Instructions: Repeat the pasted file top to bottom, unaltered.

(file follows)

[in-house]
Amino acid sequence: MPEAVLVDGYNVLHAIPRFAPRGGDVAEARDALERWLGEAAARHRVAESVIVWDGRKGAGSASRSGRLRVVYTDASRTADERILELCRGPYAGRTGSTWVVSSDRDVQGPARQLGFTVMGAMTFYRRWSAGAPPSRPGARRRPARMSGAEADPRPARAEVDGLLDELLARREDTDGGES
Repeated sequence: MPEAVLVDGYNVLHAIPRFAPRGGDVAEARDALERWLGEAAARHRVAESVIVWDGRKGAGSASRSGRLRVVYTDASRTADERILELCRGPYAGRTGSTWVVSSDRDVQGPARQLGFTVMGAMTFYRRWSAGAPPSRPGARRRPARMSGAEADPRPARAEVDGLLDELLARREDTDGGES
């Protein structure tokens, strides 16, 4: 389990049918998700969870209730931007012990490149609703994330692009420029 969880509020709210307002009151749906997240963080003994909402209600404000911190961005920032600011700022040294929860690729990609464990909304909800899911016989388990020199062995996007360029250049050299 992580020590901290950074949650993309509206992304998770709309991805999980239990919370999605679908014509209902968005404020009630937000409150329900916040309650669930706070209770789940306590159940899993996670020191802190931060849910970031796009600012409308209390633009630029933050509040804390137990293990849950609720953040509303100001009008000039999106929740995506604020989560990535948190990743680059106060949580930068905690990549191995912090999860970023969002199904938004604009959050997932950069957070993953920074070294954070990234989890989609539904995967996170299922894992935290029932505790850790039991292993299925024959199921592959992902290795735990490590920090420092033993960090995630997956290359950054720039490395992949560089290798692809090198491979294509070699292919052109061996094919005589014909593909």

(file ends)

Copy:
[in-house]
Amino acid sequence: MPEAVLVDGYNVLHAIPRFAPRGGDVAEARDALERWLGEAAARHRVAESVIVWDGRKGAGSASRSGRLRVVYTDASRTADERILELCRGPYAGRTGSTWVVSSDRDVQGPARQLGFTVMGAMTFYRRWSAGAPPSRPGARRRPARMSGAEADPRPARAEVDGLLDELLARREDTDGGES
Repeated sequence: MPEAVLVDGYNVLHAIPRFAPRGGDVAEARDALERWLGEAAARHRVAESVIVWDGRKGAGSASRSGRLRVVYTDASRTADERILELCRGPYAGRTGSTWVVSSDRDVQGPARQLGFTVMGAMTFYRRWSAGAPPSRPGARRRPARMSGAEADPRPARAEVDGLLDELLARREDTDGGES
């Protein structure tokens, strides 16, 4: 389990049918998700969870209730931007012990490149609703994330692009420029 969880509020709210307002009151749906997240963080003994909402209600404000911190961005920032600011700022040294929860690729990609464990909304909800899911016989388990020199062995996007360029250049050299 992580020590901290950074949650993309509206992304998770709309991805999980239990919370999605679908014509209902968005404020009630937000409150329900916040309650669930706070209770789940306590159940899993996670020191802190931060849910970031796009600012409308209390633009630029933050509040804390137990293990849950609720953040509303100001009008000039999106929740995506604020989560990535948190990743680059106060949580930068905690990549191995912090999860970023969002199904938004604009959050997932950069957070993953920074070294954070990234989890989609539904995967996170299922894992935290029932505790850790039991292993299925024959199921592959992902290795735990490590920090420092033993960090995630997956290359950054720039490395992949560089290798692809090198491979294509070699292919052109061996094919005589014909593909």